Published December 23, 2015
White House Press Secretary Robert Gibbs has been keeping pesky reporters at bay as the Obama administration faces mounting pressure over controversies ranging from the BP oil spill to the allegation that the White House offered a congressman a job to drop out of a race against a key ally.
As some media outlets and pundits typically allied with the Obama administration seem to take a tougher tone toward the White House, Gibbs is telegraphing the message that on certain issues, they shouldn't ask and on others, he won't tell.
The tension may be reaching new heights. CBS correspondent Chip Reid revealed on air Friday that White House officials called reporters into the West Wing on Friday to scold them for asking too many questions about the Gulf of Mexico spill. One report identified Gibbs as the one doing the scolding.
The dressing-down came after the press secretary faced a barrage of questions about why the administration wasn't doing more to ensure the leak is plugged and mitigate the environmental damage to the coastline. The White House for weeks has battled the narrative that it has not responded forcefully enough to the spill, entrusting too much to the expertise of BP, and at Friday's briefing Gibbs repeatedly swiped at reporters who pressed that button.
"This notion that the government is simply waiting and seeing, we -- again, if you've got an idea of how to plug this hole, I'm happy to put you in charge," Gibbs told one reporter who suggested the federal government was allowing BP to keep trying ineffective solutions.
When another reporter asked if the government was playing the role of "spectator" in the Gulf, Gibbs ridiculed the premise.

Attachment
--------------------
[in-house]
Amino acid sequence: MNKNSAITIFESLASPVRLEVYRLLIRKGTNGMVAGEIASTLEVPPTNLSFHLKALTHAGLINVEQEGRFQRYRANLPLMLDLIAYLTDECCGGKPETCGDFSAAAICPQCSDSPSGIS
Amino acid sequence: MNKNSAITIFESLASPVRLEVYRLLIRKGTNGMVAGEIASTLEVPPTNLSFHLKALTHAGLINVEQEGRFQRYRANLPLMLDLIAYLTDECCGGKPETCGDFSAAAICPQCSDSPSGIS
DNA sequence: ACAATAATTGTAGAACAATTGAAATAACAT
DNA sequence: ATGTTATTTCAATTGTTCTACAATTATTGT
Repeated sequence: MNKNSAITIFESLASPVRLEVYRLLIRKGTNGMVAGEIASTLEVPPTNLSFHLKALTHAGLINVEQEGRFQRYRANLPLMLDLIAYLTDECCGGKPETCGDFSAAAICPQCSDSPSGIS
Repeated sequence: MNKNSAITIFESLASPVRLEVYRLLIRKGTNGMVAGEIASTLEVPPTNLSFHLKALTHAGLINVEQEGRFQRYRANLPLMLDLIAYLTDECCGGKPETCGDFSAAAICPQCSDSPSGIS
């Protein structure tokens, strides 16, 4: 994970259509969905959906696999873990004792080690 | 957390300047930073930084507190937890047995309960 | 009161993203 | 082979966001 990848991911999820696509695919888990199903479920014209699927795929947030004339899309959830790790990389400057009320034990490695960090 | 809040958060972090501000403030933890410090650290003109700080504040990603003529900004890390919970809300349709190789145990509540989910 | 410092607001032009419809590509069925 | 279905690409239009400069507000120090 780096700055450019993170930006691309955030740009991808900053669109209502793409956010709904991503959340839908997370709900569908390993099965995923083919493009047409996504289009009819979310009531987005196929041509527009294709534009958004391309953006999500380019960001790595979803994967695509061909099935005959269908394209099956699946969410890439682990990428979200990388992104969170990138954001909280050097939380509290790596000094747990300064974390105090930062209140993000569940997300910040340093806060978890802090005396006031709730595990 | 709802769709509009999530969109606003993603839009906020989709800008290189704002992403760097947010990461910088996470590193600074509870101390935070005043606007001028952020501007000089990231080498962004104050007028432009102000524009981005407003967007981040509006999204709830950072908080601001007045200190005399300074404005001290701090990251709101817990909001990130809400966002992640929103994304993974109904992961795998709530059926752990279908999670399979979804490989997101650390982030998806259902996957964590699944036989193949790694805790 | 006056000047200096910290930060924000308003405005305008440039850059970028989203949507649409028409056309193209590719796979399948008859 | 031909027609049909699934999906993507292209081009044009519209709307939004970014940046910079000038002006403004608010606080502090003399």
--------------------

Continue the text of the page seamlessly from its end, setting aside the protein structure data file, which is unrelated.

"There's nothing that would denote that the federal government has stood there and hoped for the best. I mean, the premise of your question doesn't match any single ..."
Somebody tried to interrupt. "Hold on," Gibbs said.
"Let me finish this. That doesn't match any single action that our government has undertaken since the call came in that this rig had exploded in the gulf. So, you know, the premise of your question doesn't fit any of the actions that are currently happening on behalf of the federal government in the Gulf of Mexico."
The press secretary also shut down questions a day earlier about Rep. Joe Sestak's claim that the Obama administration offered him a job in exchange for dropping out of the Senate Democratic primary race against Pennsylvania Sen. Arlen Specter. Sestak, who did not take the alleged offer, won that race last week but has not been willing to elaborate on his allegation in media interviews.
Gibbs and other officials haven't shed any light on the subject either.
"I don't have anything to add to what I said in March," Gibbs said Thursday when the topic was broached.
When it was pointed out that Gibbs did not provide any substantive information in March - other than to say the issue was "not problematic" - Gibbs again said he didn't "have anything to add."
The press secretary repeated that line five more times before cutting off reporters.
Journalists may get a chance to take their questions straight to the top on Thursday, when President Obama is expected to hold a press conference - though it's unclear how extensive that will be. The White House says the event will be comparable to the full-blown press conferences held last year.
But the announcement came after the White House faced criticism from the press corps about the fact that the president hadn't convened a full-scale press conference since July of last year.
Gibbs ridiculed a reporter who pointed that out at the May 3 briefing. He argued that critics were quibbling over the definition of a press conference and noted that Obama took eight questions at the Nuclear Security Summit on April 13.
"Is it a number thing ... if it wasn't eight, it maybe was like nine?" Gibbs said.
"Well, there's 47 that are here today," the reporter responded.
The back-and-forth continued until the reporter begged to move on to a different issue. Gibbs resisted.
"I suddenly have found this to be wildly amusing," he said.